Living Social Media
Insight on social media usage and its impact on social engagement

I read an interesting article from MSNBC about the benefits of social engagement found in Facebook usage today. The article discusses a Pew research study which found that, “those who use these sites, especially Facebook users, have higher measures of social well-being.” I found much of what the article discussed to be valid points about some of the benefits found in social networking. The following are several points from the research study, taken directly from the article:  

•They’re “more trusting than others.” A Facebook user “who uses the site multiple times per day is 43 percent more likely than other Internet users and more than three times as likely as non-internet users to feel that most people can be trusted.”

•They have “more close relationships.”  A person who uses Facebook “several times per day averages 9 percent more close, core ties in their overall social network compared with other Internet users.”

•They are “much more politically engaged.” As Pew notes, its survey was done during election season last fall. “Compared with other Internet users, and users of other social networking platforms, a Facebook user who uses the site multiple times per day was an additional two and half times more likely to attend a political rally or meeting, 57 percent more likely to persuade someone on their vote, and 43 percent more likely to have said they would vote.” MySpace users, in contrast, “are the least politically active” among social networking site users; “only 9 percent” said they attended a political rally, 18 percent said they “attempted to influence someone’s vote and 57 percent voted or intended to vote.”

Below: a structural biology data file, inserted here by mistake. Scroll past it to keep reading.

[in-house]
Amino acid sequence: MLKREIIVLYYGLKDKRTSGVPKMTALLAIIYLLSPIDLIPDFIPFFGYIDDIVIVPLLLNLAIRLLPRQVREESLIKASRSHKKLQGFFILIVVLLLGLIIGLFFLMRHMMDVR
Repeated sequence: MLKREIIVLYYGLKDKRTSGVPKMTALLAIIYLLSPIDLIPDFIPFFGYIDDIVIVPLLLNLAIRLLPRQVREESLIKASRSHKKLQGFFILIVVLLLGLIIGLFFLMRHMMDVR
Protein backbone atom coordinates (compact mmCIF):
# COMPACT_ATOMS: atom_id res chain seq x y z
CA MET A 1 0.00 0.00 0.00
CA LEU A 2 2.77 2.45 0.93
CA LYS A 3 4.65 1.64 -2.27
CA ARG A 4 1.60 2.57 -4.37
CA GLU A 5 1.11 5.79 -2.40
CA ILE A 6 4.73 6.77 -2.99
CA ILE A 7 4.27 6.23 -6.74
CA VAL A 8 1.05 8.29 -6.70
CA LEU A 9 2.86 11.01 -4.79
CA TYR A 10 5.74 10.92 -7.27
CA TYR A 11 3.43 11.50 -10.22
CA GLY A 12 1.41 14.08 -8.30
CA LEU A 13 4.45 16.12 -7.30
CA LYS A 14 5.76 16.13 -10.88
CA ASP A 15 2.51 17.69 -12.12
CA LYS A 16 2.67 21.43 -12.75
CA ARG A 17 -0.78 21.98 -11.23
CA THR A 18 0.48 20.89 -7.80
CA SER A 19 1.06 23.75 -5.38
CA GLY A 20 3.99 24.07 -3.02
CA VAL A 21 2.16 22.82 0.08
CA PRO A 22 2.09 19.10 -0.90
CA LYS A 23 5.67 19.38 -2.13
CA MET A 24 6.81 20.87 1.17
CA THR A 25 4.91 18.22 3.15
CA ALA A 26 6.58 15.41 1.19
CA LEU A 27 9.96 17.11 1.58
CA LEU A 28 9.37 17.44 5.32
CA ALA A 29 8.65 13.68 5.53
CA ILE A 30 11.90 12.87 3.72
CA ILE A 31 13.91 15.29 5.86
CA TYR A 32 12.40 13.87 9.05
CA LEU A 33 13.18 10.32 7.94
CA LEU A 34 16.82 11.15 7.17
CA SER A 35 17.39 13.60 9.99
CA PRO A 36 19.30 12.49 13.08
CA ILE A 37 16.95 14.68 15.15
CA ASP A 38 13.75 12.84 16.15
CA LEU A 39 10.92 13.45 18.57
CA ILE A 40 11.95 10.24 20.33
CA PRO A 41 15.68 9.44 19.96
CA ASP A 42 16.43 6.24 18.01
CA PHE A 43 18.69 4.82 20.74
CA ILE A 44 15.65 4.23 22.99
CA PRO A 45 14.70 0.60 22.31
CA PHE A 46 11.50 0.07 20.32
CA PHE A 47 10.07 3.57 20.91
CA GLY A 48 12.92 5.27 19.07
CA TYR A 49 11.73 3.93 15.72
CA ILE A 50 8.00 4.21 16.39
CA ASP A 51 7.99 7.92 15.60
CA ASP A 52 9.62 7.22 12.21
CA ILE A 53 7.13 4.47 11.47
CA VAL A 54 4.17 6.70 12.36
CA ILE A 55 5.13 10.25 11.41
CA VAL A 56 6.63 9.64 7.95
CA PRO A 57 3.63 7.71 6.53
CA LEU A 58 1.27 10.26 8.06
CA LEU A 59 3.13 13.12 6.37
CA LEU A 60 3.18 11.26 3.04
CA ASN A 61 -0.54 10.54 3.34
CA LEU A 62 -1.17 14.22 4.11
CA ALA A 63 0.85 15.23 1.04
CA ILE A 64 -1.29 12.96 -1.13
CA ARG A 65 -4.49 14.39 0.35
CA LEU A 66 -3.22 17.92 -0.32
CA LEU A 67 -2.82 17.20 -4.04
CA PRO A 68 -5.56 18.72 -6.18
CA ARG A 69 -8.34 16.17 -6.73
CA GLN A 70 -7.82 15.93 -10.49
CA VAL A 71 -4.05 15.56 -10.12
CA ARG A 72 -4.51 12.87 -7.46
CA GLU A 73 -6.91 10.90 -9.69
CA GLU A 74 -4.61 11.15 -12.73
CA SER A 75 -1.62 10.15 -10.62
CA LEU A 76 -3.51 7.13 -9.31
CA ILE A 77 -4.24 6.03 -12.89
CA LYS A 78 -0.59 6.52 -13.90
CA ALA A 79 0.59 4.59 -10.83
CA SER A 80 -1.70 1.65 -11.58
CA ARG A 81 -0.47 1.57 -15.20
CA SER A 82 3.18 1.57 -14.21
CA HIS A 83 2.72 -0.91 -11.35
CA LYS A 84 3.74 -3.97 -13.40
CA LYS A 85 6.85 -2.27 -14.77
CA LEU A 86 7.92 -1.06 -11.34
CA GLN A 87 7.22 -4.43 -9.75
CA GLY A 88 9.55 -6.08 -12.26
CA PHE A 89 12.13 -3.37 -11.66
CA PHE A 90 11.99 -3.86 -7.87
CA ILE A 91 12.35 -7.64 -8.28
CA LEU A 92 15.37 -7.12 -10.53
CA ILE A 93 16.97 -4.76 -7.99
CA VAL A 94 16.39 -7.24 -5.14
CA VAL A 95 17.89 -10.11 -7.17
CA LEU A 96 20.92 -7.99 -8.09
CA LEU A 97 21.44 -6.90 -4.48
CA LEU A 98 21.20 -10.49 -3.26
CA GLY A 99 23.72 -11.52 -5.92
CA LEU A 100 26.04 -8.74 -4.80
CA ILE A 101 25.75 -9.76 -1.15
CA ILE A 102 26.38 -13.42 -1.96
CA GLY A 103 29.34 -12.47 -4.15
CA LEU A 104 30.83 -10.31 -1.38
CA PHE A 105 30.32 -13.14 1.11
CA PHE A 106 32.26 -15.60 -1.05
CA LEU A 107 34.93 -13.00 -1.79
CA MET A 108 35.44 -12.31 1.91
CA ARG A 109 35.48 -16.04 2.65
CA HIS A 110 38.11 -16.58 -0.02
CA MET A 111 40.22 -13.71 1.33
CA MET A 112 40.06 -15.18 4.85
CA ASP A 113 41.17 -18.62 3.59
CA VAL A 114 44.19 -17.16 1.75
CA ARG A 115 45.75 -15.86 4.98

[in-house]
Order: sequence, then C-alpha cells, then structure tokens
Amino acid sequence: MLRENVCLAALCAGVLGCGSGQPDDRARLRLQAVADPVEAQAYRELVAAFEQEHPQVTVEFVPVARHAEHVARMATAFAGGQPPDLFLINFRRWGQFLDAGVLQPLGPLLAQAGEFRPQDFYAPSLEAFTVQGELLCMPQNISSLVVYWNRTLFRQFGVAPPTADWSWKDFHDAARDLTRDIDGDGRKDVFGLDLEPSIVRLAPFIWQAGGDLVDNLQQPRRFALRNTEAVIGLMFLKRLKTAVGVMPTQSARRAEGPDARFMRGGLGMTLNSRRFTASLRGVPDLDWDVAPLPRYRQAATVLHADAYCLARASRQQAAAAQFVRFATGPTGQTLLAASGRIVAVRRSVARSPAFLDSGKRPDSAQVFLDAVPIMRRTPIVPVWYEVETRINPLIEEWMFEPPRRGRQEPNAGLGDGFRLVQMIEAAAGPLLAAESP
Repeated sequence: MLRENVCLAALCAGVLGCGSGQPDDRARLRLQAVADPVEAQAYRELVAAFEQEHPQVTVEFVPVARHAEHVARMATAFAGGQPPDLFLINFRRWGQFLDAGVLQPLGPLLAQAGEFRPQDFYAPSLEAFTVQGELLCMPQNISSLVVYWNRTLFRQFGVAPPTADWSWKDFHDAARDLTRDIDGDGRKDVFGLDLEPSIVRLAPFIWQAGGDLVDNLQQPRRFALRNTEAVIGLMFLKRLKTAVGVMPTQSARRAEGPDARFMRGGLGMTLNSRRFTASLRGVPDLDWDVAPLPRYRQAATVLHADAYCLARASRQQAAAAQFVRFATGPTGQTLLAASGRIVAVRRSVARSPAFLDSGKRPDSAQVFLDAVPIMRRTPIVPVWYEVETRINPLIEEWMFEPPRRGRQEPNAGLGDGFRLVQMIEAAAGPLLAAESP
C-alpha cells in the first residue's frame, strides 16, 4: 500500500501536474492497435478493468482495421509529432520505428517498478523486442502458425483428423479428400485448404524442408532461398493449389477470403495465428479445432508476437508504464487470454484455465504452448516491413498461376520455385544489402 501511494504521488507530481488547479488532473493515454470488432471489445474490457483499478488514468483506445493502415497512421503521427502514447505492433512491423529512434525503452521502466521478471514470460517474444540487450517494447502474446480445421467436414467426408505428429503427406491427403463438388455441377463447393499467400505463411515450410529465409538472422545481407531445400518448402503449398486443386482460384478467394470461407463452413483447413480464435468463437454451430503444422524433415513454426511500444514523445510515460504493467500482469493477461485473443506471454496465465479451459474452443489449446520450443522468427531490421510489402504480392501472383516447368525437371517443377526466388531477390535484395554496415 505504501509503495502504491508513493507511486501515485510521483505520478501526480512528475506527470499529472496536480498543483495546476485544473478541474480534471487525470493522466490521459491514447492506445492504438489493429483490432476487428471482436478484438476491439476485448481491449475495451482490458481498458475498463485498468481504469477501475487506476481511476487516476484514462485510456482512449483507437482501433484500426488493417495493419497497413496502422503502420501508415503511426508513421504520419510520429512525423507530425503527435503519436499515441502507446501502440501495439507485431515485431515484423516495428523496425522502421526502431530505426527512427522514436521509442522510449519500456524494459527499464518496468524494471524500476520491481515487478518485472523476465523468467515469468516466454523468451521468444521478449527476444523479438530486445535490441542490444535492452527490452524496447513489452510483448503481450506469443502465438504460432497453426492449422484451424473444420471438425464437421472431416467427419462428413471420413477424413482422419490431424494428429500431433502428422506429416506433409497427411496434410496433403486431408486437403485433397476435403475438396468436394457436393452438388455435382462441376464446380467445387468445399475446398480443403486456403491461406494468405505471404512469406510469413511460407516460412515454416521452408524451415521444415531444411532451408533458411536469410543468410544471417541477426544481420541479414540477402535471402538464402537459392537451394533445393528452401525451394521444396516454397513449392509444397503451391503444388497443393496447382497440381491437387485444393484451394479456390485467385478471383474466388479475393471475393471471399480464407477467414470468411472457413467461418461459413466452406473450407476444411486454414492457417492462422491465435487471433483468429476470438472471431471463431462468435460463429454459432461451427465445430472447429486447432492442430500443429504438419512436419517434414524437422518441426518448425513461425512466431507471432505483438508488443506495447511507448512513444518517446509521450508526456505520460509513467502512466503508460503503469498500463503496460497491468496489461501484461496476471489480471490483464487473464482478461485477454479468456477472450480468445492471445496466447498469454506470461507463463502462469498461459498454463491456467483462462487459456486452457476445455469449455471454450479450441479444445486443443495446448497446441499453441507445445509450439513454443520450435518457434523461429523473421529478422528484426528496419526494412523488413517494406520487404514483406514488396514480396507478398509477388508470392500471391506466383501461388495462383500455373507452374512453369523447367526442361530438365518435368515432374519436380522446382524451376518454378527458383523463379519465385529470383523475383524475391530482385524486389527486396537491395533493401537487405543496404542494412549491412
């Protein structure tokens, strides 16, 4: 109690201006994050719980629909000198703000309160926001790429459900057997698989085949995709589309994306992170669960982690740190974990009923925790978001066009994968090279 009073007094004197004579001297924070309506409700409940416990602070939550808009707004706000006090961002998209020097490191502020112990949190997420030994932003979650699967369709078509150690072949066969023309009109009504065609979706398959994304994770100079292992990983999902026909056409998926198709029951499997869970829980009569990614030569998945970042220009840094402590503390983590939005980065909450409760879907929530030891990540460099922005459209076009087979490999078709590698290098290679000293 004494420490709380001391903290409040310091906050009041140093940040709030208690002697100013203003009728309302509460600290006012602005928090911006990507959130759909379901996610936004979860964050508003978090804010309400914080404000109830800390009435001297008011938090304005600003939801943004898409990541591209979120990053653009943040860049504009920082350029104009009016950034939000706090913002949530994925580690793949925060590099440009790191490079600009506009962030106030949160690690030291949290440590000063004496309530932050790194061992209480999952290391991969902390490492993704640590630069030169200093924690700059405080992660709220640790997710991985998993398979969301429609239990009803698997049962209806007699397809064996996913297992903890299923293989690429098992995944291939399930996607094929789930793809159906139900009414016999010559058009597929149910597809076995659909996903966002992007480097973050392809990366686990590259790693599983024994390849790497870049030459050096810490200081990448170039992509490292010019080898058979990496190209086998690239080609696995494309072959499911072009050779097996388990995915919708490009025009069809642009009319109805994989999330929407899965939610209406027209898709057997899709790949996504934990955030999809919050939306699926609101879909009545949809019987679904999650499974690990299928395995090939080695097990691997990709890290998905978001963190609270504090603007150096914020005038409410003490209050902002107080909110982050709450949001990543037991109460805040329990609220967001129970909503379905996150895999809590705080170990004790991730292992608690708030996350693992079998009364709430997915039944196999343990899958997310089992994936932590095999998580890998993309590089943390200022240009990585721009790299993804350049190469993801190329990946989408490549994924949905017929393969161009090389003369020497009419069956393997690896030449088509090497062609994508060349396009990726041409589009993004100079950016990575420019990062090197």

•They “get more social support.” A Facebook user who “uses the site multiple times per day receives more emotional support and companionship” than those who aren’t on the site. “For Facebook users, the additional boost is equivalent to about half the total support that the average American receives as a result of being married or cohabitating with a partner.”

•Facebook helps users “retain high school ties and it revives dormant relationships.” “In our sample, the average Facebook user has 229 Facebook friends,” Pew said. Their friends’ list breaks down this way: 22 percent are people from high school; 12 percent are extended family; 10 percent are co-workers; 9 percent are college friends; 8 percent are immediate family; 7 percent are connections made through voluntary groups; 2 percent

Many other facts and figures regarding social networking habits are highlighted in the article:

Also find the Pew report on: A research sudy on social networking, which I also did a minor bklog post on:

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